New publication: Transborder cooperation of shared river basins under the Albufeira Convention

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The Albufeira Convention between Spain and Portugal is geared towards cooperation on water quantity in addition to water quality aspects but less so on the ecological aspects of river basin management. Wetlands International has evaluated the cooperation under this Convention for managing transboundary rivers in the Iberian Peninsula. Environmental groups joined up in the Douro Vivo Network are concerned about the ongoing deterioration of the ecological and environmental qualities of the rivers and dissatisfied with the actions taken to halt this trend. They feel that the Albufeira Convention in its current form is not helping to address the problems and are wondering whether to revise the Convention to negotiate new provisions or whether other arrangements can be put in place to address the ecological and environmental problems of the shared rivers.

In order to promote better integrated water resources management, Wetlands International has developed a scoping study as the basis for a process to work towards improved bilateral cooperation between the countries on all four major cross border rivers. The assessment looks at what works and what not and whether the Albufeira Convention is the right tool to improve transborder cooperation. We conducted several interviews and organised a workshop with key stakeholders in the management of the shared river basins. The findings from the interviews show that overall the Albufeira Convention is seen as a useful and successful tool in supporting cross border cooperation on the shared river basins. But it is also recognized that there is room for improvement especially when it comes to harmonized River Basin Management Plans. Issues where the cooperation should be improved include:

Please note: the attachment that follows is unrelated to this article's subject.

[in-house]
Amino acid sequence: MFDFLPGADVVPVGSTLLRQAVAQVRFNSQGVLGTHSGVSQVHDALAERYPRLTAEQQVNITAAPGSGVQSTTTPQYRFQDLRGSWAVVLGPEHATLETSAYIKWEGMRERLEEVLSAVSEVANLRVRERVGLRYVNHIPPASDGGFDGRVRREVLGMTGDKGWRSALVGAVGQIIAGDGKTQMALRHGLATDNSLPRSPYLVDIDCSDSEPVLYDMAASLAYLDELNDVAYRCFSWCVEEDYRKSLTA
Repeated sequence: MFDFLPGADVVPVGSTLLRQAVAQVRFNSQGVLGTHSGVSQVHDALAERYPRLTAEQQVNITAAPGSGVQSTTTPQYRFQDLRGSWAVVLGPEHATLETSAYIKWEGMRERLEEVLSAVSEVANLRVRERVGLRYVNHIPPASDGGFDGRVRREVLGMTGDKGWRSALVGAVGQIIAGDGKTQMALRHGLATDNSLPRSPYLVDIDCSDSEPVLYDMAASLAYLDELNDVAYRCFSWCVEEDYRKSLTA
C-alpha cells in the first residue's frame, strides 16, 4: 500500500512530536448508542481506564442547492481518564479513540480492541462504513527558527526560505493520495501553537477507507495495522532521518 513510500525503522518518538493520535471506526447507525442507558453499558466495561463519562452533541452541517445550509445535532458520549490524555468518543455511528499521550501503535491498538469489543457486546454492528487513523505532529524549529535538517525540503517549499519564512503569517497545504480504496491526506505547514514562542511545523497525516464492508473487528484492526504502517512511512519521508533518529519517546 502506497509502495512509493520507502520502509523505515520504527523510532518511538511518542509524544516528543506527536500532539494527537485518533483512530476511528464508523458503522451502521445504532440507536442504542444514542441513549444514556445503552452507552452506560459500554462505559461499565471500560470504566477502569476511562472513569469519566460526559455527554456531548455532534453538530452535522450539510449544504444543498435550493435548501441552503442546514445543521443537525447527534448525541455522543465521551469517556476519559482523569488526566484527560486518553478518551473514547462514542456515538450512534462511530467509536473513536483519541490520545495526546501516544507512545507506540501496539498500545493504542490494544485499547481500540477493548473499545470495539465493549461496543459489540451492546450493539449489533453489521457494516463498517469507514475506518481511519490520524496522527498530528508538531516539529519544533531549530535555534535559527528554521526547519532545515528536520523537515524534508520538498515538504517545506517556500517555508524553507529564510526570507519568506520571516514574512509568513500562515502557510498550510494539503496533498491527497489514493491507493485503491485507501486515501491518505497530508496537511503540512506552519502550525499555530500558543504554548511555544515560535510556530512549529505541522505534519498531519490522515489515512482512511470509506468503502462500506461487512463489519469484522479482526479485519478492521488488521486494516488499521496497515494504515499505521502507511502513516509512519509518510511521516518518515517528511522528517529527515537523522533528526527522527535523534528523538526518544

• securing sufficient and consistent water flows including the definition of what ecological flows means and establishing ecological flows,
  • the use of climate models and climate impact predictions,
  • monitoring and data exchange,
  • assessment of the status of water bodies and the design of the Programme of Measures,
  • lack of involvement of civil society in the decision taking procedures in the Albufeira Convention.

We illustrate cross border cooperation in two other international river basins; the River Rhine and the River Sava. Finally, we present recommendations for taking steps to arrive at genuine integrated river basin management taking the basin as one unseparated body as starting point. Our key recommendation is not to abolish the Albufeira Convention but to negotiate additional protocols through which for each of the cross-border river basins basin committees can be set up. These committees should be responsible for designing basin wide visions for the future development of the rivers including how to organise ecological restoration.

Download the full report below.

Transborder cooperation of shared river basins under the Albufeira Convention



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